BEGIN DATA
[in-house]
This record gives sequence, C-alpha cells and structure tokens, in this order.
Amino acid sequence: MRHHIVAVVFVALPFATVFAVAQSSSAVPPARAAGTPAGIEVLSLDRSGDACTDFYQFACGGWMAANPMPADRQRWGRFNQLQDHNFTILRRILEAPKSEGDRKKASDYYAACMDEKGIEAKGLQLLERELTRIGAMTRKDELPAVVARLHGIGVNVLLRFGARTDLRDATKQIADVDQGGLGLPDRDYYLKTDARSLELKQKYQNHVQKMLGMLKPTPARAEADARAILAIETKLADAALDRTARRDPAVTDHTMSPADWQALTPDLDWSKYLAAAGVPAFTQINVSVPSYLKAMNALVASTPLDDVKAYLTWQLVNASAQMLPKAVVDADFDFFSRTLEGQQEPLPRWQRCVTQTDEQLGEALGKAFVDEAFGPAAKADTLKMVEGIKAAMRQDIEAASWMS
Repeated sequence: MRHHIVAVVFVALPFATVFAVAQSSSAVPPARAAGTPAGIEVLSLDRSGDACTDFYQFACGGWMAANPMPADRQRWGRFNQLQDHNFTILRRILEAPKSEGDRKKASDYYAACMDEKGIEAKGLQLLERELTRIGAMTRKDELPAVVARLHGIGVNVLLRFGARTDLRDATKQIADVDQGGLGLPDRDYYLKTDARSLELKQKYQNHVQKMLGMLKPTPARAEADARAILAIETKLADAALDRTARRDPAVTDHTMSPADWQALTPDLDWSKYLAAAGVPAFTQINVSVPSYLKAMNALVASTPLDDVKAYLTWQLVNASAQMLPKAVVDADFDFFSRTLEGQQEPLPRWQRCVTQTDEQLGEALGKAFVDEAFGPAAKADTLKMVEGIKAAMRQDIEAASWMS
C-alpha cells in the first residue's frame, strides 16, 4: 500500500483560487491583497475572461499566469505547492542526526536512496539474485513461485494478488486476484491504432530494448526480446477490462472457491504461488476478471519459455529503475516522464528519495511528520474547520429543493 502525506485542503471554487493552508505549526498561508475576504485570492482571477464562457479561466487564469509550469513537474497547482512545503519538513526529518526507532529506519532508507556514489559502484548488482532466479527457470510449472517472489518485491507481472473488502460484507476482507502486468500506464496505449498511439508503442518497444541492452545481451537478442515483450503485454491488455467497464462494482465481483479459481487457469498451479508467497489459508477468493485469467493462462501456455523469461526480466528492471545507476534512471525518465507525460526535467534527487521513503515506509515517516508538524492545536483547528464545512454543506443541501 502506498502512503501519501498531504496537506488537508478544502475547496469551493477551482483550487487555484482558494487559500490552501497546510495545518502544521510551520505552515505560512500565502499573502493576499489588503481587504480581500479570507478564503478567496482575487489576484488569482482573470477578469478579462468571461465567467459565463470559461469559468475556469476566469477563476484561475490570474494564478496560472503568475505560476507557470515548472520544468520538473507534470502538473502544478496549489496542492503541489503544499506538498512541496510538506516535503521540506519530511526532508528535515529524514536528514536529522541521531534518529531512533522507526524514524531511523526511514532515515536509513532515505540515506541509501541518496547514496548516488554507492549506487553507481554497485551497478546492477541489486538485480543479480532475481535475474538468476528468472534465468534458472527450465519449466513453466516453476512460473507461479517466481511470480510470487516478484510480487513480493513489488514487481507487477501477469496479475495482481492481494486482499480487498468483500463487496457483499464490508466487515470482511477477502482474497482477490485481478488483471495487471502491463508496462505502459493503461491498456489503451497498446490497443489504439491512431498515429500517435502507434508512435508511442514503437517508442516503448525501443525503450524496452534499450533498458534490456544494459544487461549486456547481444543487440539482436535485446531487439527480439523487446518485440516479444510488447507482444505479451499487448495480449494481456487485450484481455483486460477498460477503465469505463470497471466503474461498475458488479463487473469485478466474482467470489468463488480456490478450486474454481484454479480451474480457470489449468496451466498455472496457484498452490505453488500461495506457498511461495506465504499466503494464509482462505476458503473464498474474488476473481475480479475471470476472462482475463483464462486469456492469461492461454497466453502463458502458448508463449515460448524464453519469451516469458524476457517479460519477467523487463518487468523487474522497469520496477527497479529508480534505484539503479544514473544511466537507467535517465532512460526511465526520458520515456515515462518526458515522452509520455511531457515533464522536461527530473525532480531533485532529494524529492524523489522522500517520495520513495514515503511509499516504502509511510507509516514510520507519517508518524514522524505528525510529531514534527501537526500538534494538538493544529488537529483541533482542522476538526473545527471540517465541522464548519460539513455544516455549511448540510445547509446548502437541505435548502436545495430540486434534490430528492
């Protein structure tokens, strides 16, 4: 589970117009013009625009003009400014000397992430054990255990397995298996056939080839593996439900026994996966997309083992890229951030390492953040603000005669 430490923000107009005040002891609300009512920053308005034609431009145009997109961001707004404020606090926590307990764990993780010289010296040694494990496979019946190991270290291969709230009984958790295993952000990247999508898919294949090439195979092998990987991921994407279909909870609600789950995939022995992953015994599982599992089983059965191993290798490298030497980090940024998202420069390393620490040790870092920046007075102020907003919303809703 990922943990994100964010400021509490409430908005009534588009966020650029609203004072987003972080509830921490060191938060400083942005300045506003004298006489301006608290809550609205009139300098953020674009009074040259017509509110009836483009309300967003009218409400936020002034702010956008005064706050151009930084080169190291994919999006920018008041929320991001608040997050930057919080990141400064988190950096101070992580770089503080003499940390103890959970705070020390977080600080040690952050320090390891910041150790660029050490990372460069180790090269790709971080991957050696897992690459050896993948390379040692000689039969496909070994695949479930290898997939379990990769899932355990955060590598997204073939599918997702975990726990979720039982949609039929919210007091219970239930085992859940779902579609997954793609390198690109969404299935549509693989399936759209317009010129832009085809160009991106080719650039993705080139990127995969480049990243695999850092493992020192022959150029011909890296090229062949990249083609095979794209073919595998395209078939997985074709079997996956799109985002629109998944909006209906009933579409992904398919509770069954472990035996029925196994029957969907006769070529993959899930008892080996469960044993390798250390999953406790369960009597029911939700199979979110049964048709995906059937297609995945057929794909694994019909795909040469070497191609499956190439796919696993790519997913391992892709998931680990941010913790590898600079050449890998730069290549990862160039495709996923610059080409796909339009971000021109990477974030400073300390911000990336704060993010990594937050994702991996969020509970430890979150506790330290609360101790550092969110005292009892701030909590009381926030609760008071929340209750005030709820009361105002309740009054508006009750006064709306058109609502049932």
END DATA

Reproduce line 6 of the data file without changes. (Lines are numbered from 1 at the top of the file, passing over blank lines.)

């Protein structure tokens, strides 16, 4: 589970117009013009625009003009400014000397992430054990255990397995298996056939080839593996439900026994996966997309083992890229951030390492953040603000005669 430490923000107009005040002891609300009512920053308005034609431009145009997109961001707004404020606090926590307990764990993780010289010296040694494990496979019946190991270290291969709230009984958790295993952000990247999508898919294949090439195979092998990987991921994407279909909870609600789950995939022995992953015994599982599992089983059965191993290798490298030497980090940024998202420069390393620490040790870092920046007075102020907003919303809703 990922943990994100964010400021509490409430908005009534588009966020650029609203004072987003972080509830921490060191938060400083942005300045506003004298006489301006608290809550609205009139300098953020674009009074040259017509509110009836483009309300967003009218409400936020002034702010956008005064706050151009930084080169190291994919999006920018008041929320991001608040997050930057919080990141400064988190950096101070992580770089503080003499940390103890959970705070020390977080600080040690952050320090390891910041150790660029050490990372460069180790090269790709971080991957050696897992690459050896993948390379040692000689039969496909070994695949479930290898997939379990990769899932355990955060590598997204073939599918997702975990726990979720039982949609039929919210007091219970239930085992859940779902579609997954793609390198690109969404299935549509693989399936759209317009010129832009085809160009991106080719650039993705080139990127995969480049990243695999850092493992020192022959150029011909890296090229062949990249083609095979794209073919595998395209078939997985074709079997996956799109985002629109998944909006209906009933579409992904398919509770069954472990035996029925196994029957969907006769070529993959899930008892080996469960044993390798250390999953406790369960009597029911939700199979979110049964048709995906059937297609995945057929794909694994019909795909040469070497191609499956190439796919696993790519997913391992892709998931680990941010913790590898600079050449890998730069290549990862160039495709996923610059080409796909339009971000021109990477974030400073300390911000990336704060993010990594937050994702991996969020509970430890979150506790330290609360101790550092969110005292009892701030909590009381926030609760008071929340209750005030709820009361105002309740009054508006009750006064709306058109609502049932």